WE Charity exits federal summer student grant program following backlash

Jul 3 2020, 5:51 pm

The federal government and WE Charity are no longer working together on the Canada Student Service Grant, which provides students with one-time payments of up to $5,000 for volunteering in COVID-19 pandemic related programs, after facing backlash.

The service grant was going to be administered by WE Charity, an international organization that would screen, train, and match applicants with opportunities and distribute the grants.

The decision by the government to have the third party involved in administering these work opportunities, was due to the charities reach and scope.

On Friday, Prime Minister Justin Trudeau said that WE was the only group with a nationwide network capable of operating a program like this for young people.

He said the move to cut ties was “WE’s decision, which we support.”

The federal government will now distribute the grants even though they do not have the same “connections” to the smaller charities, which is where WE was supposed to help.

“There are certain things that we will not be able to do as government delivers this program directly,” Trudeau said.

“Obviously this situation unfolded in a way that is truly unfortunate because one of the things that ends up happening with this is that young people won’t maybe have the same kind of access to programs that they would have.”

Trudeau added that both the government and WE have “things to reflect on, there are ways to do it better.”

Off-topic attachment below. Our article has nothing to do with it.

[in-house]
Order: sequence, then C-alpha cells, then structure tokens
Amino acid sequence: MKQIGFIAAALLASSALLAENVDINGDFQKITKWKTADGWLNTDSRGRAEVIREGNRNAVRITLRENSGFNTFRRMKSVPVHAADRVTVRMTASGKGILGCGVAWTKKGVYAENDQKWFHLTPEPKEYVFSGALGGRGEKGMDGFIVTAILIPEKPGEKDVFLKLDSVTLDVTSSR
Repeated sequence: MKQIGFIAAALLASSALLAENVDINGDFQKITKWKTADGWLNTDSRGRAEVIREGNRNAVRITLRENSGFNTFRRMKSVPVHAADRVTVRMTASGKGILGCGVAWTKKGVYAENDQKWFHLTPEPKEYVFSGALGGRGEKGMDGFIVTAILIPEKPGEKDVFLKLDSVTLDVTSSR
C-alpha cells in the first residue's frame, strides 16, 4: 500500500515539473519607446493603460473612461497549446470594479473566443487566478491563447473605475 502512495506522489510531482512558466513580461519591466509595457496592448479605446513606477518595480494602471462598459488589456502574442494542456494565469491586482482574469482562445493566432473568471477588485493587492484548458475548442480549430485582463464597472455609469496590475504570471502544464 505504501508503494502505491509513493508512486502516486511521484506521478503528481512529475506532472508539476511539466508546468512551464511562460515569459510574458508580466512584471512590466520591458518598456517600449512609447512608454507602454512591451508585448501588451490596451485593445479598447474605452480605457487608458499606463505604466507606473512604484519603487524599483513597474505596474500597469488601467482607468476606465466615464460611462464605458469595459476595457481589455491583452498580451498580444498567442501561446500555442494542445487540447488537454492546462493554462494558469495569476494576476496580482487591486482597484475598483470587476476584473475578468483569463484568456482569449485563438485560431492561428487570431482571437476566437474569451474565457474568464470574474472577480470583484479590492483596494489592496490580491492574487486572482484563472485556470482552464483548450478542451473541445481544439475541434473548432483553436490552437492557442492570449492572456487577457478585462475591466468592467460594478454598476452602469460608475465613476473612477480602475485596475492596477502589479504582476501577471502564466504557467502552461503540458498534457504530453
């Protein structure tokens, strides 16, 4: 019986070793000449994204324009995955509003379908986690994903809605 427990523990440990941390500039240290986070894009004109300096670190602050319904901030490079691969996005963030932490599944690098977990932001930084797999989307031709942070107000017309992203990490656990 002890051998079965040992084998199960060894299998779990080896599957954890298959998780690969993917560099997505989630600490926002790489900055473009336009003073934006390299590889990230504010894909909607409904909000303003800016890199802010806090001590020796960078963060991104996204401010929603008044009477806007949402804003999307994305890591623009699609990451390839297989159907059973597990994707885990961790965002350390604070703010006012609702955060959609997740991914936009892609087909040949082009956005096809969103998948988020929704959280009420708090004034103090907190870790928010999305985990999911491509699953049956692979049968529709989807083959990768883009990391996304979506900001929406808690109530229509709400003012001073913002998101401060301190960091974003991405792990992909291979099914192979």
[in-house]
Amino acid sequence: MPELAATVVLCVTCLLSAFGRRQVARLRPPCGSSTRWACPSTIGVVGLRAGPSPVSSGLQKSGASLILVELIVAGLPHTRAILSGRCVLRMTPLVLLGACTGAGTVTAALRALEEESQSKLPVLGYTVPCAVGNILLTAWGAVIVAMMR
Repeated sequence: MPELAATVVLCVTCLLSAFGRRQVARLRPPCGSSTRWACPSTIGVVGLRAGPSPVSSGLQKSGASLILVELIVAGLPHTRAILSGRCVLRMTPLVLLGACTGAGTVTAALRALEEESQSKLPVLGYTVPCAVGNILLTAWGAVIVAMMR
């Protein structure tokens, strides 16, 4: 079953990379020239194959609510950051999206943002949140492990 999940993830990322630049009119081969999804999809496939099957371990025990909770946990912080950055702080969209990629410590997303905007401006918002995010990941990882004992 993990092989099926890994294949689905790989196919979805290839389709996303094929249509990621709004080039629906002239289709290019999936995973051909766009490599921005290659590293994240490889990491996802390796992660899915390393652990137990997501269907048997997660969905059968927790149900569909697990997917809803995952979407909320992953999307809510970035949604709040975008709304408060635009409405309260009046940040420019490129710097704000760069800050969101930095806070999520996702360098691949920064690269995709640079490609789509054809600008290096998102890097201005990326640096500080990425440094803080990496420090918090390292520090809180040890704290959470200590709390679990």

In an email to Daily Hive, Bardish Chagger, Minister of Diversity and Inclusion and Youth, added that given the scope of the program and the “urgent need” to deliver it, Employment and Social Development Canada (ESCD) recommended that a third party administer the student service grant, and their recommendation was WE.

“This is a mutually agreed upon decision. The Government of Canada and WE Charity will work together to ensure that the volunteers who have applied and been placed won’t be adversely affected. WE Charity has also decided to return any funds that had already been received,” Chagger said.

“Our government’s objective remains to connect the skills and abilities of young people with service opportunities to help heal their communities.”

Chagger added that the government will continue to work with the organization to ensure an expedited transition and are examining all options to make sure students, not-for-profits, and communities continue to be supported throughout the pandemic.

In a statement, WE Charity said while the response to the program has been strong, the criticism of WE’s involvement “has not abated.”

“The program has also been enmeshed in controversy from the moment of its announcement. Questions have been asked about the program’s origin, about the concept of outsourcing the program’s operations, about the choice of WE Charity as the government’s partner, and the underlying merit of paid service,” the statement said.

“These are all valid questions and the government has provided explanations for each. However, controversy has not abated. Our concern is that to continue in this way, the program itself will begin to suffer – and as a consequence, opportunities for students might be negatively affected.

“Not only would that be unwelcome, it is unnecessary.”

Since the program launched on June 26, there have been over 35,000 applications, including 64% of applicants identifying as visible minorities, 23% from rural Canada, and 10% individuals from LGBTQ2 communities.

Clarrie FeinsteinClarrie Feinstein

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